NoFollowing Links for Press Releases and Widgets

In the past few weeks, Google has come out with fists flying, especially when it comes to nofollow links. At the end of last month, Google’s John Mueller mentioned that links from press releases should be nofollowed. Two days ago, Matt Cutts appeared in a video recommending nofollow links on widgets. What does Google have planned next? no-follow-

While it might make website owners annoyed, this move is inline with what Google has been doing with targeting unnatural links. Remember our golden rule for link building? “Would I still use/add this link if it were nofollow?” This rule still applies if you’re still going to use press releases and widgets going forward.

Press Releases
The goal of creating a submitting a press release is to spread the word out to different media outlets about something newsworthy about your business. Essentially, the bottom line shouldn’t be about purchasing links. These outlets can then decide if they want to link to or write about your news on their site. Press releases are all about distribution and reach and links should come after.

The next important factor is the why factor. If you’re on a regular press release schedule, you have to ask yourself why? A business might not have anything press release worthy to publish every month. And if nofollow links are becoming a regular thing, you might reconsider paying a hefty price for those nofollow links. Instead, put your business and potential customers first. Release things that they actually care about reading and writing about.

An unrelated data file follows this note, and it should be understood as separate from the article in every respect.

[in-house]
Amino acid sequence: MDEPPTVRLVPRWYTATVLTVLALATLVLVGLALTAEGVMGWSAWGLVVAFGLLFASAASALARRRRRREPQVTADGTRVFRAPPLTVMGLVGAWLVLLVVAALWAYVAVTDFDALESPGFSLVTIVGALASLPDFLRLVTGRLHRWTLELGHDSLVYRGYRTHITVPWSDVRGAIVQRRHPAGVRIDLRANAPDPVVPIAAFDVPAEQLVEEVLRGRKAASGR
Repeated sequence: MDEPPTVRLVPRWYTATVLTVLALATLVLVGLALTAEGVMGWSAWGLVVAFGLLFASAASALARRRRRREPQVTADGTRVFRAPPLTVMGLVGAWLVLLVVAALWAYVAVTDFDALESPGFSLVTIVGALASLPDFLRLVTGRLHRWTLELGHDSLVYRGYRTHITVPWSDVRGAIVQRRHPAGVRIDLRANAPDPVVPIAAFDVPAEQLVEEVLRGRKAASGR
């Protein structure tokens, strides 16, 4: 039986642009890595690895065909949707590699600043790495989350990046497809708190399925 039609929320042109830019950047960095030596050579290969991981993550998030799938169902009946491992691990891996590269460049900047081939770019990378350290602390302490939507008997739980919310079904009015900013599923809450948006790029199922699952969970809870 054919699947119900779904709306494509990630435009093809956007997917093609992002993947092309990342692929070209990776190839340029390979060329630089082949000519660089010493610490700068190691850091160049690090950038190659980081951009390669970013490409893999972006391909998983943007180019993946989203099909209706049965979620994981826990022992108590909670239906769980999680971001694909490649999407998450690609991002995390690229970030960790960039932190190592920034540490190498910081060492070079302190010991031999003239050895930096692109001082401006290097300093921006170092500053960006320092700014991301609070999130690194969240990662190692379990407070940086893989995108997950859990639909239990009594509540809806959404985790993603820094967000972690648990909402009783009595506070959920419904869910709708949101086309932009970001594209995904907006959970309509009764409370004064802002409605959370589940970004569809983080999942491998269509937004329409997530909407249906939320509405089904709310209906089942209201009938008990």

Widgets
Infographics and widgets have been the “go to” for creative link building recently. So it’s sort of a bummer to hear the Google wants these links nofollowed. Again, although it makes sense to see why they want to do it, it also makes sense to follow their best practices. Infographics are meant to be shared and linked to. But with many infographic sites and automated sharing services, your infographic or widget might get scraped or shared on an undesirable site. What happens when this happens on dozens or even hundreds of sites? At this point, you’ll probably wish you included a nofollow link in the embed in the first place.

Will You NoFollow?
These are merely suggestions from Google but they’re not to be taken lightly. Some of the more cynical webmasters have suggested that Google won’t be happy until you nofollow ALL your links! Google’s goal in all this isn’t to be evil (hopefully), but to help searchers by providing relevant quality content. And they want webmasters to create that content and link juice via natural and non-manipulative efforts. For now, nofollow links seem to be the answer.




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